My research on bows pointed out that carrying a bow varied by culture. In Medieval England the longbow was often about 6 feet long. The bow was not strung unless battle was expected soon, when stalking prey, or when standing guard. A strung bow was held in the hand, ready to shoot. When unstrung, the longbow was usually put in a long cloth sock and simply packed on the wagon or carried leaning over the shoulder when walking. On horseback this sock could be tied to ones back, but the English didn't really do mounted archery due to the bow's size and the strength needed to pull war bows required a proper stance; they would dismount before battle and string their bows. Crossbowmen simply carried their weapon similar to how a modern soldier would carry a rifle without a sling. Archers in the Middle East, Mongolia and China had shorter, reflexed bows better for use on horseback, and had a special holster they carried on their hip or saddle that held the bow while it was strung, though it was still unstrung when not expecting use. It's worth noting that nobody in the old days carried arrows on their back like in fantasy works; this is a modern invention. Most quivers were carried on the hip. Sometimes they didn't use quivers at all, but simply tucked arrows into their belts or tied them together with rope.

Skribs
March 29, 2014, 05:17 PM
Very interesting write-up, glistam. Thanks!

blindhari
March 29, 2014, 09:05 PM
google the word "baldric" and then hit images

blindhari

Tejicano Loco
April 2, 2014, 04:39 AM
I was once asked by a former teacher to give a presentation about Japan which included me in Kimono with swords as worn by a Samurai. It was very enlightening to walk to and from the classroom with a pair of swords in what is essentially a tight sash at the hips. Walking, turning, climbing stairs - it really takes a good deal of practice to do these things without having the blades waving all over and quickly getting out of control.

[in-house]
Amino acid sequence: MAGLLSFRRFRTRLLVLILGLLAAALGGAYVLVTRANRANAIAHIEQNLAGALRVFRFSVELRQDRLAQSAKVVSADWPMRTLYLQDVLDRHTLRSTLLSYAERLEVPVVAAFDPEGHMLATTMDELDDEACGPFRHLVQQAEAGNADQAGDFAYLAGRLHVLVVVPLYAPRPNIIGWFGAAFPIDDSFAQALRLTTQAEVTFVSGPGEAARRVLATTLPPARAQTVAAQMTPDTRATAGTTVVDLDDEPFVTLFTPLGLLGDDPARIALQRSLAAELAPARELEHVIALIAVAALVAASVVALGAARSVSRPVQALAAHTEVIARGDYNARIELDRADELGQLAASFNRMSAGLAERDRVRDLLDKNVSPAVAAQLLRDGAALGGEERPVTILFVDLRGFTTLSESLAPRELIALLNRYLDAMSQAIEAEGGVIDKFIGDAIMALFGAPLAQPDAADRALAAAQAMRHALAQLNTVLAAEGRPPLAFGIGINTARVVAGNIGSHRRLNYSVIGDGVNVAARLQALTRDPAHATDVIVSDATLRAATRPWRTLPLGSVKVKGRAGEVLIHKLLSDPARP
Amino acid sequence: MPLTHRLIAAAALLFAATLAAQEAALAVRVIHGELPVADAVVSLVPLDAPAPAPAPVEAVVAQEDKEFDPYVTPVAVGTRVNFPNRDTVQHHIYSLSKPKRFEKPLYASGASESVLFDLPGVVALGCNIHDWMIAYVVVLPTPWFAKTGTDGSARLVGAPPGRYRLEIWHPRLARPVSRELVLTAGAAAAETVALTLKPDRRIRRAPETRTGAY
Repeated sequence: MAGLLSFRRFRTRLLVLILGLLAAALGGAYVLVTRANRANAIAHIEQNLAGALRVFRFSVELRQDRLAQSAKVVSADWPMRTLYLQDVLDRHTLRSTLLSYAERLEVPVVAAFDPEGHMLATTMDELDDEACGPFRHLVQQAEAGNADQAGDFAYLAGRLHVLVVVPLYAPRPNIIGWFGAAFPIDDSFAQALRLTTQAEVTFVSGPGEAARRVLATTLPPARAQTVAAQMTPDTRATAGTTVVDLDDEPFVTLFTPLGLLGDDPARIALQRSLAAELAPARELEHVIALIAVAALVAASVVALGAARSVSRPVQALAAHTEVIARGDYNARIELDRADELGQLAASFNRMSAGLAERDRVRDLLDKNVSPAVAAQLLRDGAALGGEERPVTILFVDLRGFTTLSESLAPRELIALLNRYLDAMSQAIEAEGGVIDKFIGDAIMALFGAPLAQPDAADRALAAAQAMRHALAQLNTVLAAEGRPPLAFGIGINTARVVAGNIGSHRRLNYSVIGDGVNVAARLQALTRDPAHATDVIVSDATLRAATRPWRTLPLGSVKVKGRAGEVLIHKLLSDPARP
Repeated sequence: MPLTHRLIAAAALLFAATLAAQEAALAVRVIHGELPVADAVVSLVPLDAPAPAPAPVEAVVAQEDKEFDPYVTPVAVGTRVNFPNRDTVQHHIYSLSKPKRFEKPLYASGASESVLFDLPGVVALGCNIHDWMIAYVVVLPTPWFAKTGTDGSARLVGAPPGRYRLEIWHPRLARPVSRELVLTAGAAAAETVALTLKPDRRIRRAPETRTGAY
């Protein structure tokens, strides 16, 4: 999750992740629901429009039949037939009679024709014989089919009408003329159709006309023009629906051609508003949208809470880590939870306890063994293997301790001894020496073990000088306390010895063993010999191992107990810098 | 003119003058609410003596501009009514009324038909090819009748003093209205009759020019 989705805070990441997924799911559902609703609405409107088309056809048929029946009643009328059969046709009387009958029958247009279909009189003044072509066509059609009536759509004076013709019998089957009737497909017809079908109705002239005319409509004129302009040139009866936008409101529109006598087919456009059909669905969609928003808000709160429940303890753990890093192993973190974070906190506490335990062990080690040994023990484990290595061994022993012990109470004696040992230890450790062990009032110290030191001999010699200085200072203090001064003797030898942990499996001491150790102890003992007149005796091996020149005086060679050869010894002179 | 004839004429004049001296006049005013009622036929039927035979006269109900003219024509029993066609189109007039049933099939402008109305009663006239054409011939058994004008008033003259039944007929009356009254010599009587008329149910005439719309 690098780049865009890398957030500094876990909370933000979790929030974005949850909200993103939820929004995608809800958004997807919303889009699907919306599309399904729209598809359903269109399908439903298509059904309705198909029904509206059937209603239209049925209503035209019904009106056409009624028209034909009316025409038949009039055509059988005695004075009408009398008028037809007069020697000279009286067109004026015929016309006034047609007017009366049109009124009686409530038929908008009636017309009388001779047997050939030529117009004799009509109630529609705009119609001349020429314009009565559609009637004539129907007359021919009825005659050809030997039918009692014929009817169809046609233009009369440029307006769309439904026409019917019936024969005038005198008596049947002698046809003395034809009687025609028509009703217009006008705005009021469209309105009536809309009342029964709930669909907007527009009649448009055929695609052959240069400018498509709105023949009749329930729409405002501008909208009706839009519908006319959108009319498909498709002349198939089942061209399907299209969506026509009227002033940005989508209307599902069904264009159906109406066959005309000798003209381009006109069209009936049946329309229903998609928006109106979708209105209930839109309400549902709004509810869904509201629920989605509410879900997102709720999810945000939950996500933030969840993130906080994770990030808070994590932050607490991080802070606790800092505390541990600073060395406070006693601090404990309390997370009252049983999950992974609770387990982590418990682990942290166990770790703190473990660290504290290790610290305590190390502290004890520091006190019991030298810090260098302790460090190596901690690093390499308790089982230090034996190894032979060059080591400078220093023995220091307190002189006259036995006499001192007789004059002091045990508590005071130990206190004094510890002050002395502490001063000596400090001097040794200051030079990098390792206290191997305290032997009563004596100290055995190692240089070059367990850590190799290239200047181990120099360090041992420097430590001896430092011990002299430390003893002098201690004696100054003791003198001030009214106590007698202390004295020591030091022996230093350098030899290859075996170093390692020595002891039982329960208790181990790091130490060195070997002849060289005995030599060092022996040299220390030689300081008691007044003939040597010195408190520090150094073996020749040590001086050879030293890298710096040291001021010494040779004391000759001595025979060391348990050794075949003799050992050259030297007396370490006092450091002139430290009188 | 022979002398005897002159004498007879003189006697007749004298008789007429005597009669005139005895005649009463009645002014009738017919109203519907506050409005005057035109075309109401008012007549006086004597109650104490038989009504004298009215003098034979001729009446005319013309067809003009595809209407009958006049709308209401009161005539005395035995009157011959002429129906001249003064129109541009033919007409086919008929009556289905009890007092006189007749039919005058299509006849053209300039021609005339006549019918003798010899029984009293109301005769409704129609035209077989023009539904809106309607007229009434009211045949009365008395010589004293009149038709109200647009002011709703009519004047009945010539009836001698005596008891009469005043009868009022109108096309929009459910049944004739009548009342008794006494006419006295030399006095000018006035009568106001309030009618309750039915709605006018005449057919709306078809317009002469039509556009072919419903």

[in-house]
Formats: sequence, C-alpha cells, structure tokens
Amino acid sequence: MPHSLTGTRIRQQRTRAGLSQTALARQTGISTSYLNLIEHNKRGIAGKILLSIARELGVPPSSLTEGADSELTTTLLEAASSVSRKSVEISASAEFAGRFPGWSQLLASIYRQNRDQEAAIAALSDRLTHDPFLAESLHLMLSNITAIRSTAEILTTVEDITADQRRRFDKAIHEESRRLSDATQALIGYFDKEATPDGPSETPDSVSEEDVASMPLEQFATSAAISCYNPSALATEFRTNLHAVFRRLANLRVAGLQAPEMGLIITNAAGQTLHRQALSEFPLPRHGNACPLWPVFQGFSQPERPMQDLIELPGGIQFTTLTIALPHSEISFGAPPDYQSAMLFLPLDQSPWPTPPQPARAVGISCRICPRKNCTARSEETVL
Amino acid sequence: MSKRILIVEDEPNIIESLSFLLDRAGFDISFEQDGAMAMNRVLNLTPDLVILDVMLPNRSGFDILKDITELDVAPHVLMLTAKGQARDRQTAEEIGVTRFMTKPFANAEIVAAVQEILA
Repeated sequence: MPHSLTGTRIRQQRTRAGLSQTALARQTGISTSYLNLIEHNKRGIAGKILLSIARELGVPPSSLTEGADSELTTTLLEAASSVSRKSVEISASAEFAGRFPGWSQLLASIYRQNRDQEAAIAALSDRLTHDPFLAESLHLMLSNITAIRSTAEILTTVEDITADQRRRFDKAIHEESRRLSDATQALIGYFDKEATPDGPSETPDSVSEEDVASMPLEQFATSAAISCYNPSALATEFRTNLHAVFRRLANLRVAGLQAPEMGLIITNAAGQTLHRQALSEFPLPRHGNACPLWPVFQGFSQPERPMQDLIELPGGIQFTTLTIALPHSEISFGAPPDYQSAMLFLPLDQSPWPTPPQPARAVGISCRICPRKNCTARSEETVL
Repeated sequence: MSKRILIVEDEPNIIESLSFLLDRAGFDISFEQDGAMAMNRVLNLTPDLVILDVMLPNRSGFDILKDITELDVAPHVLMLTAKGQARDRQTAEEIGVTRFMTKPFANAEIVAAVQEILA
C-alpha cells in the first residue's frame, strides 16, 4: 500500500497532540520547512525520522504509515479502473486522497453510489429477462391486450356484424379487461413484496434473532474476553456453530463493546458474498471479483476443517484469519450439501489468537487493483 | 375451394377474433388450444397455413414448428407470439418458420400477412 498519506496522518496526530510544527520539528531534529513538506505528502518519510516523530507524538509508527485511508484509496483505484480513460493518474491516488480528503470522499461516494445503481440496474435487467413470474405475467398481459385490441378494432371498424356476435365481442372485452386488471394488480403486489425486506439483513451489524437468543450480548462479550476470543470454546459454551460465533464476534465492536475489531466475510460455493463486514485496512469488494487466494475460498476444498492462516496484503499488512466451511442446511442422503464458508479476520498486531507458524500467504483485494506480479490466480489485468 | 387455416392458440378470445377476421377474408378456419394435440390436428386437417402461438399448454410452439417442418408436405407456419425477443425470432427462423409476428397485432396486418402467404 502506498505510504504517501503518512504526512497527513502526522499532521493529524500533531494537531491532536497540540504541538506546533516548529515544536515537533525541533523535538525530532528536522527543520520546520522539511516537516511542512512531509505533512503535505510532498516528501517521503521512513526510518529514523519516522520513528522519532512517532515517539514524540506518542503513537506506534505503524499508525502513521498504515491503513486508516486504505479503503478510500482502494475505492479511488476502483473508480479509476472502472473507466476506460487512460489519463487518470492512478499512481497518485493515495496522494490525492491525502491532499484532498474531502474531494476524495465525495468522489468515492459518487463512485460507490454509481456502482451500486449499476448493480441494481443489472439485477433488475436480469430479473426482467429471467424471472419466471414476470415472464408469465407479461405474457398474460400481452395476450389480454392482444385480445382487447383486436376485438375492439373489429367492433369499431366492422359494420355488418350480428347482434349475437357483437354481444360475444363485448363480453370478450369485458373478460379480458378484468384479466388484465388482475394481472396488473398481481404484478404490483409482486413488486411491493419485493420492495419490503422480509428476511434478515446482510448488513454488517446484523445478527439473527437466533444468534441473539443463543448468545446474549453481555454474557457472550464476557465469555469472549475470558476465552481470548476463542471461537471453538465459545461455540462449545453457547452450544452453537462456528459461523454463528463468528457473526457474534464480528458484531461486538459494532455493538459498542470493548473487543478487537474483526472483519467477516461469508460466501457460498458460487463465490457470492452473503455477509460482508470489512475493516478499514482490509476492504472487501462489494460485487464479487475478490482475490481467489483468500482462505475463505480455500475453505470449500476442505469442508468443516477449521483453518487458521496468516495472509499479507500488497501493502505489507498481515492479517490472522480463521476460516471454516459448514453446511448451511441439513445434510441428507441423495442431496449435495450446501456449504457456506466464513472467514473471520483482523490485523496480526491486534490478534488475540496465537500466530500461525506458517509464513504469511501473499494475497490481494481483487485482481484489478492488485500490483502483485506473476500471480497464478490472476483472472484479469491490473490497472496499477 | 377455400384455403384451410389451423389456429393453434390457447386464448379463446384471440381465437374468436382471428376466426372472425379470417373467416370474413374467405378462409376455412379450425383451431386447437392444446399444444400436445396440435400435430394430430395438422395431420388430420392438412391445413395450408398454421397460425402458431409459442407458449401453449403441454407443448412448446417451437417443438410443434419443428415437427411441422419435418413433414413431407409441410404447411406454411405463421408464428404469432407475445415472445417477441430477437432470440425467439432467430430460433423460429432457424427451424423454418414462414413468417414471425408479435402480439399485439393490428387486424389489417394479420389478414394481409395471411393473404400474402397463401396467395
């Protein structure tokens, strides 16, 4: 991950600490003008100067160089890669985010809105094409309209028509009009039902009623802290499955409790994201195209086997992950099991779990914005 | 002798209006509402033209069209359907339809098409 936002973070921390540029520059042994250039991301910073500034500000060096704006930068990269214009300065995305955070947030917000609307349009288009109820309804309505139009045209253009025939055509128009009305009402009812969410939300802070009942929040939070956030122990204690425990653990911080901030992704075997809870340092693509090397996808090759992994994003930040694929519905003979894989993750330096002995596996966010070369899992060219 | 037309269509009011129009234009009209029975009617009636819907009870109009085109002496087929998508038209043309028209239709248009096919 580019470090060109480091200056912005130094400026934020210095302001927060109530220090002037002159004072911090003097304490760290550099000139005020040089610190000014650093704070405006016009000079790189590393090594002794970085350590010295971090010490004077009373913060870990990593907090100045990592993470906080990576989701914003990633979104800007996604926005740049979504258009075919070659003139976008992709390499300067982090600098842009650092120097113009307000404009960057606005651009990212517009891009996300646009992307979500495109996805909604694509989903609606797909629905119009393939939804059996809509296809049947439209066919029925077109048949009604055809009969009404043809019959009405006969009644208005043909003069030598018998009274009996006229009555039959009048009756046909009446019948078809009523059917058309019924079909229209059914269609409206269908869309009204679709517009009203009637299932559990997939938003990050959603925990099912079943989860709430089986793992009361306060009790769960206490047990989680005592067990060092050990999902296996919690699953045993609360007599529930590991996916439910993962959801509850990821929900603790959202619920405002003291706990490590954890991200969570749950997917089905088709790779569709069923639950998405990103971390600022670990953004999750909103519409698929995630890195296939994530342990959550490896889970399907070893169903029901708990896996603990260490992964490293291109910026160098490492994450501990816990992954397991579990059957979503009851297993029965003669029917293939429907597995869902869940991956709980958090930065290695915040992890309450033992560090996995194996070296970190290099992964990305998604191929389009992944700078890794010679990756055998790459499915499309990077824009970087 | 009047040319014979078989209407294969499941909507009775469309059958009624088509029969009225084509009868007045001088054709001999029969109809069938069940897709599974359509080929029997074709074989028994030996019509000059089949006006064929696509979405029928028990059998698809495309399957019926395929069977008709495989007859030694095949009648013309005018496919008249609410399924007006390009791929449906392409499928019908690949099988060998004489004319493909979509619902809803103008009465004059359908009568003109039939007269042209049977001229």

stressed
April 2, 2014, 04:48 AM
blinhari,

Is this why european WWII armies, like the Germany army had various soldiers and officers with the leather sash/strap going across their shoulder from the oppiside of their belts, as an ode to european military knighthood of former, or to actually help hold up the larger pistol holsters like the Luger P08's?

Shanghai McCoy
April 2, 2014, 08:23 AM
I hunt with 62"-66" longbows and carrying one while strung through brush can be a challenge at times. The grass and twigs like to grab the bow where the string loops at the nock. :(
A Plains Indian style quiver loops over the shoulder and I like that style better than a back quiver. I do know some folks who like back quivers though so it comes down to individual preferance...

Mike Kerr
April 2, 2014, 09:35 AM
Glistam,

Interesting reply. Thanks.

:):)

Mike Kerr
April 2, 2014, 09:41 AM
Blindhari,

That is a cool link. Thanks

:):)

Deltaboy
May 11, 2014, 09:46 PM
Sash or belt.

Fred Fuller
May 11, 2014, 11:22 PM
Not necessarily weapons, but note how the folks in this video carry their large sickle-shaped blades, if you can spare a half hour or so.

http://www.youtube.com/watch?v=Y_b2i_FvYPw

Nom de Forum
May 13, 2014, 04:54 PM
One thing to consider with users of the long bow as the need to keep the bow and bow string dry. Failure to do so could be disastrous. As we all know, Britain and France are famous for their sunny and dry climate.;)

aarondhgraham
May 13, 2014, 05:40 PM
Stressed, are you referring to a Sam Brown belt?

Click here please (http://en.wikipedia.org/wiki/Sam_Browne_belt).

Having worked as a re-enactor, I can tell you walking, turning and sitting with a sword is something of a skill all its own. It takes practice, guidance, and some trial and error to do right without breaking something or getting entangled, but it can be done and someone doing it as part of daily life would be very good at it.

Yep,,,
I did that medieval re-enactment thing for several years,,, :o
Wearing a broadsword on your hip without killing yourself is a learned skill.

Also, try to run (even a slow trot) with a back quiver,,,
Arrows go everywhere in a hurry.

Aarond

.